A Lincoln University academic is calling for legislative changes that will help New Zealand deal more effectively with greenhouse gas emissions and show leadership on the global stage.
Associate Professor of Planning Hamish Rennie
believes the Resource Management Act (RMA) should be altered to “reflect the spirit” of the Paris Agreement, which was signed by almost 200 nations in December last year in an effort to address climate change.
“At the moment, there are provisions in our RMA that seem out of sync with the intent of the Paris Agreement and we could show international leadership by addressing this quickly,” Associate Professor Rennie says.
“The RMA describes the effects of climate change as matters that must be carefully considered in decision-making, but I think this is too weak. It also only addresses the effects that climate change have on us, not the effects our activities have on climate change.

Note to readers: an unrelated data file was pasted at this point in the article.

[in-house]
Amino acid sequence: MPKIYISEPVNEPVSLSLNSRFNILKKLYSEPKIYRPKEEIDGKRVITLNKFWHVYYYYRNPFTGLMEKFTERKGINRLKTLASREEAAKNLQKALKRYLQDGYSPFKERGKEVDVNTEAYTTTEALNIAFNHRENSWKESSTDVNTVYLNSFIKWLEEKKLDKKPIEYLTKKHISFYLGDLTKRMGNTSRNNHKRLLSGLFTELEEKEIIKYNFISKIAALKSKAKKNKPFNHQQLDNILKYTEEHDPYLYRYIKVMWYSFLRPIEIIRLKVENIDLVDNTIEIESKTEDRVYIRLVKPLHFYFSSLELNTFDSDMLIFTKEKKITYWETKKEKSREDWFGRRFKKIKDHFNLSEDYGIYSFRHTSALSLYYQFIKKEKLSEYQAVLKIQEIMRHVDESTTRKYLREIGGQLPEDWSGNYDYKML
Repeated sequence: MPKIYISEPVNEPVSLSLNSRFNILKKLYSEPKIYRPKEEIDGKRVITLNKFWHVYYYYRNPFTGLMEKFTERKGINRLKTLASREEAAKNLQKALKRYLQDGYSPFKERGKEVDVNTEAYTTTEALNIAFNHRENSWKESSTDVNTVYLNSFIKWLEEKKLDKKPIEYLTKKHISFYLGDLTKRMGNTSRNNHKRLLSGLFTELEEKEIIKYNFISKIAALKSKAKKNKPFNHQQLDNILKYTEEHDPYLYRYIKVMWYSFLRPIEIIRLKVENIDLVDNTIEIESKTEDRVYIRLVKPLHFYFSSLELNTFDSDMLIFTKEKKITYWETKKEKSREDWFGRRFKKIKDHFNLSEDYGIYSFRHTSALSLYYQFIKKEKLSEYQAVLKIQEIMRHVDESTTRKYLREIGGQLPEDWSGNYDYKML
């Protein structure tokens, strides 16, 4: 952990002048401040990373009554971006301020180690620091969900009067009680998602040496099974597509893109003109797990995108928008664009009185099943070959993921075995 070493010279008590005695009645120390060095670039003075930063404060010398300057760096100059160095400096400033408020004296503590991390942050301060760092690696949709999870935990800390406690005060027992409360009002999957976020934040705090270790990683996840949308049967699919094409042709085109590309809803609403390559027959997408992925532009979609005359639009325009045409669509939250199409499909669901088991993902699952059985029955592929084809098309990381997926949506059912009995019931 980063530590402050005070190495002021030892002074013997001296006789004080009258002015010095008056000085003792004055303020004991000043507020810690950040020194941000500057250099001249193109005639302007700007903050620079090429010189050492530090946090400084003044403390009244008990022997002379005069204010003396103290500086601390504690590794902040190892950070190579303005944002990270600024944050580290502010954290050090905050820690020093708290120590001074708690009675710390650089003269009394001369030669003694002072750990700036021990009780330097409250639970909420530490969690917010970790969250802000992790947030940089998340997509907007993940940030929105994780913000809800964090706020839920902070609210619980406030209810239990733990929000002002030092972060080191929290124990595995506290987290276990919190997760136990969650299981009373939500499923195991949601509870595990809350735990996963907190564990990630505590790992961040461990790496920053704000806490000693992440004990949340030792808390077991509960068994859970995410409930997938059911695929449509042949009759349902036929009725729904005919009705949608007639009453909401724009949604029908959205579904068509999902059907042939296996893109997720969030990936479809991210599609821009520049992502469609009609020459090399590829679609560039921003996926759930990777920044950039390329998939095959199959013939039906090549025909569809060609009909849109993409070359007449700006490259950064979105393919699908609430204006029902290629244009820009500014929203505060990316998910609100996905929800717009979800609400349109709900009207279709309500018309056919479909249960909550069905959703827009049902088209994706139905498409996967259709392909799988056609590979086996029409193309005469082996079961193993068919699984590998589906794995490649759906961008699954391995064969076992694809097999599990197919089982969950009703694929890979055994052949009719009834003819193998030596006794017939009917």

“We need to amend the wording to make climate change effects a matter of national importance, which will mean that regional councils must address the issue in their plans.”
Associate Professor Rennie says that under the RMA, councils are expected to pay particular attention to the way climate change affects sea levels and weather variability, but are not required to consider how their land use decisions could be contributing to climate change.
“This means that issues such as sea level rise are seen as important but the impact of things like coal burning power stations are not taken into account.”
The effects of greenhouse gas emissions on climate change are not allowed to be considered under the current provisions of the RMA.
“Clearly, if we are to address climate change and meet the targets we need to meet, greenhouse gas emission effects must play a role in decision-making.”
Associate Professor Rennie points out that international agreements, such as the Paris Agreement, do not automatically become part of a country’s domestic law.
“Even though we signed the agreement, it was more a moral commitment than anything else,” he says. “A ratification process is needed to make sure that our laws are not contrary to the agreement.
“It may turn out that changes to our legislation are not technically needed for us to ratify the Paris Agreement, but we certainly need to make changes if we are to meet the spirit of the agreement.”